Re: Evolution's Imperative

Arthur V. Chadwick (
Thu, 25 Mar 1999 09:57:54 -0800

Kevin states:

>You are thinking in terms of three-dimensions; circles are two dimensional
>objects and pi is a two-dimensional constant. The line that illustrates a
>circle is, according to Euclidian geometry, dimensionless; i.e., it has no
>thickness. Therefore, one does not use the inner diameter of a circle to
>determine the outer circumference of a circle, because circles do not have
>"inner" and "outer" areas. Therefore, in the case of the bowl, if you use
>the inner diameter you must calculate the inner circumference, in order not
>to contradict Euclidian geometry. And the outer circumference must be based
>on the outer diameter, for the same reason. Even the ancient Hewbrews
>realized this.

3 is also the closest whole number to PI. I think you will have difficulty
demonstrating the use of decimal fractions in ancient Hebrew culture.

>Fecal pellets are not the same as the cud; any farmer can tell you that,
>even a creationist farmer. The cud is defined as food regurgitated from the
>first stomach to the mouth of a ruminant. It is not passed through the
>other three stomachs and the intestines to be excreted, then re-eaten. A
>cursory examination of a cud and a cow stool would demonstrate that they are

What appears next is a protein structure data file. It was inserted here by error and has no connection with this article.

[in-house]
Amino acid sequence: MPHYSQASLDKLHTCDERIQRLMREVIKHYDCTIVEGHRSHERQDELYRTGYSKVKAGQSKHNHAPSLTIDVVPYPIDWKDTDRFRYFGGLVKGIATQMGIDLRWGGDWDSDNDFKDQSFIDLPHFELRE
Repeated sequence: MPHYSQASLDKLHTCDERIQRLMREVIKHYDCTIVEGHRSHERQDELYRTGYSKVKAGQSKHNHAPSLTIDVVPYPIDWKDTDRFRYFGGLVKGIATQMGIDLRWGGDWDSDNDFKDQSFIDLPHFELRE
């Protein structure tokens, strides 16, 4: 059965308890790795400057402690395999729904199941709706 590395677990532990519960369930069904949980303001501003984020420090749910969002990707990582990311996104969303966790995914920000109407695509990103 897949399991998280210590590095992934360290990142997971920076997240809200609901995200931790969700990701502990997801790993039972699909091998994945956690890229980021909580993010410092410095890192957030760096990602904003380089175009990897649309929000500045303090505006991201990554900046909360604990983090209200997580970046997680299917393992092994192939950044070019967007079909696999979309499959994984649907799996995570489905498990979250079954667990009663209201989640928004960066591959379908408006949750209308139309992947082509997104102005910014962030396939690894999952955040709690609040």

>not the same thing.
>Rabbits are not ruminants, so they have only the one stomach. They do not
>regurgitate their food, but allow it to pass on through the intestines to be
>excreted. Since much of the mass of a fecal pellet consistes of undigested
>food, rabbits re-ingest their pellets for further mastication and digestion
>to get as much nutrition out of it as possible. A comparison of a fecal
>pellet with a cow stool and a cud would show that a fecal pellet is far more
>like a cow stool than it is like a cud.
>I would suggest that Bill Gothard take a few basic biology courses before he
>makes any further claims about biological matters.

I thought that too, until I read an article years ago in the CNRS entitled
"Do rabbits Chew their Cud?" In the article the authors points out that
rabbits do indeed chew their cud, but they do so by a rather devious
process. The lagomorphs ingest vegetative material that would yield no
more nourishment to them than it would to us. THe rabbits then sequester
the material in the caecum where it is mixed with chyme and protozoa that
digest cellulose, that apparently live there. At a specific time each day,
the rabbits void anally a special pellet from the caecum which is this
digested material taken in fresh (grass, etc.). These pellets are then
ingested, masticated, and swallowed, whereupon they bypass the caecum, and
digestion is completed via the rectum in the normal manner.
Apparently science has finally caught up with what has been known for
centuries, not only in the Bible, but rabbit owners know that if these
pellets are lost to the rabbit (as by a wire cage floor), the rabbits will
not flourish.